One day after I had been investigating fires for about a year, I was standing outside a private residence in Rockland County. We’d been sent there by an insurance company to determine the origin and cause of a fire that had pretty much demolished the whole building.
The “we” just referred to consisted of my late husband, Charlie King, and a fire marshal I’ll call Brian Hunter, who was helping us to dig out the scene. Brian had been in Charlie’s surveillance squad when Charlie was a Supervising Fire Marshal, and he freelanced for us from time to time.
The walls of the house were still standing, and there was a front door that still opened and closed, but the rest of the place was pretty much a charred ruin.
So, like a threesome invited to a dinner party in hell, we walked right through the doorway and began to poke around.
Charlie and I had started our company after he left the New York City Fire Department, and our days of polishing doorknobs and waiting for clients to call were long gone. We were so much in demand that our fire reports were usually two months late. We could have gotten them out faster if I had stayed at my desk, but I liked to investigate fires almost as much as Charlie, and we both knew that the best way for me to learn was to muck around in the char and soot.
By the time we got to this particular location, my husband trusted me, if not to discover the origin and cause of every fire, at least to know when I hadn’t. Charlie used to say that when he first became a fire marshal, he always knew where the fire started, but that after doing the job for a few years, he came to realize that the answer wasn’t always there.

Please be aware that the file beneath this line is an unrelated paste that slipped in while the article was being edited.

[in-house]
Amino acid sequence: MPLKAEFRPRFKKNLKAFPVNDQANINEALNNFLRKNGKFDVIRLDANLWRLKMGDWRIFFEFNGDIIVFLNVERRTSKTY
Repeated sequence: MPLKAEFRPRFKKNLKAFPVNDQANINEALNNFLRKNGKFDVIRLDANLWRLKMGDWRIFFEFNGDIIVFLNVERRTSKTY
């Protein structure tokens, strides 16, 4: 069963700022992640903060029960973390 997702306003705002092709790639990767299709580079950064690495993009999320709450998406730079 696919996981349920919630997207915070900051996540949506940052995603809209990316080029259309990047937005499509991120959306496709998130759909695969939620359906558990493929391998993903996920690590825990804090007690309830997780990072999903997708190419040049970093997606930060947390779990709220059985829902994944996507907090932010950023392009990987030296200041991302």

Since our job was to plod through structures that had been destroyed by flames, it’s only logical that sometimes, along with everything else, evidence of the origin and cause of a fire would have been consumed in the fire.
But not often.
The first time that I made Charlie proud of me as a professional was at a bungalow in New Jersey. All of the investigators who had been there before us – claims representatives, fire chief, police investigator, and arson squad – were convinced that our policyholder had set the fire to collect the insurance money.
There are certain “red flags” that indicate arson, and our poor homeowner had been bedeviled by just about every one: He had removed his pet from the premises; removed his clothing from his closets; parked his vehicle off site; was unemployed; was an ex-con; and had been seen leaving his home half-an-hour before the fire was called in.
That he had good reasons for all of the above (dog at veterinarian; clothes at laundromat; car being repaired; employed off-the-books by his brother-in-law) did not interest the authorities in the least, since our insured so well fit the “profile” of an arsonist.
Fortunately for the ex-con/homeowner, however, our client had sent us to New Jersey to investigate the fire. We arrived at the scene, and circled the outside of the residence, looking for external evidence of where the fire may have broken through. And we quickly noticed a burn pattern on the driveway-side of the house, about a foot above the ground.
Charlie said, “Go inside, Shelly, and see if you can figure it out.”
So I did.
As I had been taught, I moved from the area of least burning (porch, hallway, living room, master bedroom, kitchen) to the area of most burning, which turned out to be the children’s bedroom, just past the enclosed front porch. As soon as I entered, I saw low burning on the wall behind one of the twin beds in a location that corresponded exactly with the burn pattern that we had seen in the driveway outside of the house.